The merger consists in the corporate transaction through which one or more companies are absorbed by another company, which succeeds it in all rights and obligations.
The company or companies that were absorbed become extinct and disappear, with its/(their) assets and liabilities passed on to the absorbing company. Accordingly, a universal succession of all rights and liabilities of the company(ies) that was(were) absorbed by the absorbing company occurs.
A merger may only occur between two or more companies, which may or may not have the same type of corporate structure.
The incorporation is a corporate transaction that is widely adopted in Brazil, having in view that modern capitalism is characterized by a high rate and ever increasing corporate concentration, that occurs via acquisitions or mergers of companies. Another reason for why the merger is widely adopted is strategic motivation, whether for synergy reasons, with cost savings, or to increase bargaining power or occupy new market segments, or, still, for tax reasons, in order to obtain tax benefits and advantages at the corporate income tax level, particularly in regard to the offsetting of tax losses.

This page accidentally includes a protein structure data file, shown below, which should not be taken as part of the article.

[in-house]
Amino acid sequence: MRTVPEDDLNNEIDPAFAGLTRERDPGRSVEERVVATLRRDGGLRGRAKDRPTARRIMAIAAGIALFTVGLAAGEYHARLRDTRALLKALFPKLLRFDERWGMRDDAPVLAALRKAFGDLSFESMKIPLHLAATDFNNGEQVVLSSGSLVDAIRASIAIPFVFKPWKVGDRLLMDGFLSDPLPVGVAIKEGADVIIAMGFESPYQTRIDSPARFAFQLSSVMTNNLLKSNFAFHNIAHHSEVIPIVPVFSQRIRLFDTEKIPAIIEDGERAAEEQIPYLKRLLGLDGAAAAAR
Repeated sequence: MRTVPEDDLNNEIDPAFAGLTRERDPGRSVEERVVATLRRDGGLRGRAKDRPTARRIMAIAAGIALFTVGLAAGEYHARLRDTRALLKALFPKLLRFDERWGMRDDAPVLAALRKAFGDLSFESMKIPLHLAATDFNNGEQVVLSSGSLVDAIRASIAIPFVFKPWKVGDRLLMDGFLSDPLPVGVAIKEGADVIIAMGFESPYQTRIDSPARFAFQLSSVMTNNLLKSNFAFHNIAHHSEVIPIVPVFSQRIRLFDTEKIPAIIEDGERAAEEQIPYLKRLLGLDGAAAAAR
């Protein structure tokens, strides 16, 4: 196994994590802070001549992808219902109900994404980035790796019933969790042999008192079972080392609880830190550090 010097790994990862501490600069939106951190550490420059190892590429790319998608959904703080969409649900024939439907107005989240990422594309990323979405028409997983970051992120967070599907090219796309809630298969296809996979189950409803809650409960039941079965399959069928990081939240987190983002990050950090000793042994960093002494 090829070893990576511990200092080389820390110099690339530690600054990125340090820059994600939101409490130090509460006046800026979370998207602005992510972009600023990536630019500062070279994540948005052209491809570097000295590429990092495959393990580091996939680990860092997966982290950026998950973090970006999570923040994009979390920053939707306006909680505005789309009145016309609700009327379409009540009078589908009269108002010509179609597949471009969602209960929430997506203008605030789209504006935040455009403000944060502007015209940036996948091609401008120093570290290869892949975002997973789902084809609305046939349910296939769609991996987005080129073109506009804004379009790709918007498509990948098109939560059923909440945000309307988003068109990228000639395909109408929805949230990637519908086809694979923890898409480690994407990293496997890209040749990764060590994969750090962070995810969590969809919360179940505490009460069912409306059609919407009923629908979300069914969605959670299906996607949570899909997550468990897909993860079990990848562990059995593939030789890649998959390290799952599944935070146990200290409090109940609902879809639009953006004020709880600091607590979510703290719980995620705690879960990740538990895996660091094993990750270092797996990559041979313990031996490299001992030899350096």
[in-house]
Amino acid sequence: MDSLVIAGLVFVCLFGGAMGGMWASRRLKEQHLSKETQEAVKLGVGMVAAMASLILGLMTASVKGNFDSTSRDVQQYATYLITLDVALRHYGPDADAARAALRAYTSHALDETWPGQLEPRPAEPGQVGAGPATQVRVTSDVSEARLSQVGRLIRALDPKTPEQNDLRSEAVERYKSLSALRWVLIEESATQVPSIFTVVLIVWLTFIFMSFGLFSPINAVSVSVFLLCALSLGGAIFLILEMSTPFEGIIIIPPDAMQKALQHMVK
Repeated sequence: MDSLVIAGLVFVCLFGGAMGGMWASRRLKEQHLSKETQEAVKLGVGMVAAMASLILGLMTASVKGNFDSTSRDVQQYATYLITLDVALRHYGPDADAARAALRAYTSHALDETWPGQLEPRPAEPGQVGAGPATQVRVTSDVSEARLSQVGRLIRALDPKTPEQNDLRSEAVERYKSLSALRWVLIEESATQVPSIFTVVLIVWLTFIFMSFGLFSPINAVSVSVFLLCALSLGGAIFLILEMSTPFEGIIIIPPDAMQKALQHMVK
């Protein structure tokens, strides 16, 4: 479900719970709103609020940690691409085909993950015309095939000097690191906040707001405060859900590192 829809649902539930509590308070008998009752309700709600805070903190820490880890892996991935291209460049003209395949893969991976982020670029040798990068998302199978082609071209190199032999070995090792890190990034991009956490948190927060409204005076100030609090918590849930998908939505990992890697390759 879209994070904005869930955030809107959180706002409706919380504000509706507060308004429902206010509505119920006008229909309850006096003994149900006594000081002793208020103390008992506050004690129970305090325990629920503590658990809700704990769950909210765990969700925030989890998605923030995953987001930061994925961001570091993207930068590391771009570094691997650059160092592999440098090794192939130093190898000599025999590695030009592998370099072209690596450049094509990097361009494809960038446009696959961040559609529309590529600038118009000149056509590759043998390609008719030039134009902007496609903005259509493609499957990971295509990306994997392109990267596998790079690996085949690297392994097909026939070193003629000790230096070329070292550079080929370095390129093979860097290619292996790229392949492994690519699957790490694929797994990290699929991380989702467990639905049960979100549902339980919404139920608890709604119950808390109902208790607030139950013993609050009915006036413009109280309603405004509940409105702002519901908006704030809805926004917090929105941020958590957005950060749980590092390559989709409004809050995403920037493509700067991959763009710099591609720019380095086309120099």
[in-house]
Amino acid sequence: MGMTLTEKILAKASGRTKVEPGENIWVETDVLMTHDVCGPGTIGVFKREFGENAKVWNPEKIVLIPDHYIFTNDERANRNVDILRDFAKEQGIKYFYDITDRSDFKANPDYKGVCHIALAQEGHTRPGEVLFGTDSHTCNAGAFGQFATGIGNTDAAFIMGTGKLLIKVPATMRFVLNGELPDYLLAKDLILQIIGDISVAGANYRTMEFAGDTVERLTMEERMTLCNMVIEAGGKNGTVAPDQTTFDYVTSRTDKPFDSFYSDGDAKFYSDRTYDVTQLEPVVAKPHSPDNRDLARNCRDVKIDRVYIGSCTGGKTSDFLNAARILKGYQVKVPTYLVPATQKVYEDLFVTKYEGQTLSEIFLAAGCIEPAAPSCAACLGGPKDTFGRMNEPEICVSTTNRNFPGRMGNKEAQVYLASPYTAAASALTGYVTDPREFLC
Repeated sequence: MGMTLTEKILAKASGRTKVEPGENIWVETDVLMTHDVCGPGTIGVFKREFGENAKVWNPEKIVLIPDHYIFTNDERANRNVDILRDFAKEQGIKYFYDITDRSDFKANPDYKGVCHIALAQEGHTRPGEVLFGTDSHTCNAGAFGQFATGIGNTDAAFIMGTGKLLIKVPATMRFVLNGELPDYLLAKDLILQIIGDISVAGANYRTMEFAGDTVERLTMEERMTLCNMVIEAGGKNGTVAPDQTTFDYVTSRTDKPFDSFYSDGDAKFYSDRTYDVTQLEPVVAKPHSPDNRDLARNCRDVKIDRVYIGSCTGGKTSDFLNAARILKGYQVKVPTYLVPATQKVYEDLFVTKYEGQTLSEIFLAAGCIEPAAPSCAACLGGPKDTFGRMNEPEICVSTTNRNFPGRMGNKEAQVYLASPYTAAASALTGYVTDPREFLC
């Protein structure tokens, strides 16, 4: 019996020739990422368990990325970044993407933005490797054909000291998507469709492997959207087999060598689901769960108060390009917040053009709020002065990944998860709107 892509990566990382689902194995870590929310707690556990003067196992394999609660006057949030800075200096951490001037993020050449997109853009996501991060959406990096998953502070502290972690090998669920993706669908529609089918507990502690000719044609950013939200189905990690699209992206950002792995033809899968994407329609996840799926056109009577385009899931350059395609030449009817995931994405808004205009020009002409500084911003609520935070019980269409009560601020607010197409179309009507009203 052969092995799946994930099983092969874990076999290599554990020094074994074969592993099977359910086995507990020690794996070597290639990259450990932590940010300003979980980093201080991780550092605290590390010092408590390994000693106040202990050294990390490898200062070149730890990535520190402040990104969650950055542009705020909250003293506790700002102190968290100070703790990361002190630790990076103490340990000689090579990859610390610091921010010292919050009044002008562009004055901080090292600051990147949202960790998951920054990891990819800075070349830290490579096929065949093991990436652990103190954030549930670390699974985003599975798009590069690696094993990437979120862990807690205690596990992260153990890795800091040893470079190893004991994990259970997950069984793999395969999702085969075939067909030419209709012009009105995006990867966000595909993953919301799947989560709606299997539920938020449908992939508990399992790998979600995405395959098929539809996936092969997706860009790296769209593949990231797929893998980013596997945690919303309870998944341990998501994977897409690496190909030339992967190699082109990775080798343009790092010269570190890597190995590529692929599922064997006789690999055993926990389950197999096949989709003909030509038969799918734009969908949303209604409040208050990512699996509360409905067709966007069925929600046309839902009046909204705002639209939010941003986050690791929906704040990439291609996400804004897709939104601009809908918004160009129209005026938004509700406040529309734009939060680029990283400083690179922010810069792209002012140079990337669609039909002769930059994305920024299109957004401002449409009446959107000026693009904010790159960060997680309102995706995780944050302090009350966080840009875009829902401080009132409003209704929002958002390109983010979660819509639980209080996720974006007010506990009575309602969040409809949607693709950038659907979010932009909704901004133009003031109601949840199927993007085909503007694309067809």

The merger must be discussed and approved by both the partners of the absorbing company and the partners of the company(ies) absorbed, in a partners’ meeting, shareholders’ meeting or by amending the articles or by-laws, according to the regulations that apply to the type of company involved.
The partners must also approve the protocol of merger and justification of the merger and the appraisal of the equity capital of the company(ies) absorbed. The protocol of merger and justification of the merger must state the reasons or purposes of the merger and the company’s interest in the transaction, as well as the merger conditions. The main purpose of such document is informative, aimed at showing to the partners that the transaction should be carried out to meet the company’s interests. The appraisal report must state the method adopted to appraise the equity capital of the company(ies) absorbed, which may be accounting or economic methods, as well as the value that will be absorbed by the absorbing company.